Professional Telemarketers Don’t Necessarily Want To Sell Something

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Some people might be confused by the title and even those who have had lengthy experience in the telemarketing business might do a mental double-take themselves. However, this article will carefully elaborate how people can use telemarketers need not always be the one doing the selling.

 

First off, you should know that businesses always divide the products being sold into two categories: B2B and B2C. B2C products are the items and goods you see being advertised and bought by the general public. From basic necessities such as food and cleaning liquids, to luxury items like sports cars and television sets. This is the side of the marketplace that always gets the most exposure to the general public.

 

On the other hand, we have B2B. B2B products are created specifically for the aid and utilization of businesses themselves. A good example would be a supplier of construction vehicles for company building projects. Another would be ERP software for organized and streamline control over one’s entire enterprise.

 

For the purpose of this article, the focus will be upon B2B products.

 

Now lead generation companies who use telemarketing methods often, if not always, list appointment-setting as one of their main services. This means that they’ll be the ones finding interested prospect companies and ask their executives if they wish to set an appointment with their client. Using the information they have gathered from both their own database along with additional input with the firm outsourcing to them, they conduct a strictly controlled call campaign and make sure they don’t contact anyone but the most likely in need of the product in question. And when they find someone qualified, they do not try to sell the product to them. They merely get the two parties together. The sale is still up for the client to make.

 

If you want a clearer picture, take ERP software as an example. Say your firm also sells something like it. You strongly believe in your capacity to sell your product but find yourself too busy to ask around and see if people are interested in having a meeting with you. The software itself is under constant development and has guaranteed quality but you’re too busy maintaining that to create the right ERP leads. Furthermore, you also can’t stretch your resources and personnel to have your own in-house campaign.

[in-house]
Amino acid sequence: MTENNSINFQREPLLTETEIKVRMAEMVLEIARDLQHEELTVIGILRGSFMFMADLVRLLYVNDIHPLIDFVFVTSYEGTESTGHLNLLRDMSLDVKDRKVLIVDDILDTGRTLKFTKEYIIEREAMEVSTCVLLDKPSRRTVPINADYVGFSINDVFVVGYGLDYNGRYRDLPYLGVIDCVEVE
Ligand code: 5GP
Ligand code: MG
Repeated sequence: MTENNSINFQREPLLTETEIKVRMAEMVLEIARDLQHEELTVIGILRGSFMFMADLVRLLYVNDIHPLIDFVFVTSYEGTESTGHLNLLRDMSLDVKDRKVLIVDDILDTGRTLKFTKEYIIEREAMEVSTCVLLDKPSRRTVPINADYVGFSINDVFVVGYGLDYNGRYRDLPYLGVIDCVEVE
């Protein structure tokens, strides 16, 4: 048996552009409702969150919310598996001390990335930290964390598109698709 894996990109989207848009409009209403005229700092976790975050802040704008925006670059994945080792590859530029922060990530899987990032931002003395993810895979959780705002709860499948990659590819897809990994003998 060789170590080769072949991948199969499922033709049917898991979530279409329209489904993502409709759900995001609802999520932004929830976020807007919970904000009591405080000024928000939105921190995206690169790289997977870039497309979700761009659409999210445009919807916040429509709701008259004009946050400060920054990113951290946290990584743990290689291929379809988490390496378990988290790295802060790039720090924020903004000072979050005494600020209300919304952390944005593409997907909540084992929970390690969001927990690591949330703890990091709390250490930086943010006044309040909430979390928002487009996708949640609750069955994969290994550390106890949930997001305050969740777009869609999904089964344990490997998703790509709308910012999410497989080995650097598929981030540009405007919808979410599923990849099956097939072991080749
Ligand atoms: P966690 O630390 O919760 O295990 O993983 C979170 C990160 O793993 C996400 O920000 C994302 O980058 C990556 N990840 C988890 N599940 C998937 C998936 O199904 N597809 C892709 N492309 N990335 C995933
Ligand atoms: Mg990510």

This is where telemarketing comes in. You outsource to an appropriate and reputable firm and get them to fill your schedule. The pressure you put on them is not to make sales but to simply ask around if anyone’s interested.

 

Thus, it’s easy to say that (on the technical level at least) a telemarketer is not always a salesperson and is not always out to press people to buy something. In fact, there’s also another form called inbound telemarketing where they don’t even make the call. It’ll be the other way around. A prospect takes interest (be it from seeing an ad or from getting an email invitation) and calls for more details.

 

Even then, they need not necessarily try to sell the product itself but simply ask if they’d like to set an appointment.

 

So there you have it. Just because telemarketing is involved, it doesn’t always means you’re going to have people trying to sell your stuff on the telephone. On that note, if you run a B2B firm yourself and are afraid that using telemarketing will just take the task of making sales from you, contact a few telemarketers now and you’ll find that not all of them want to do that either.

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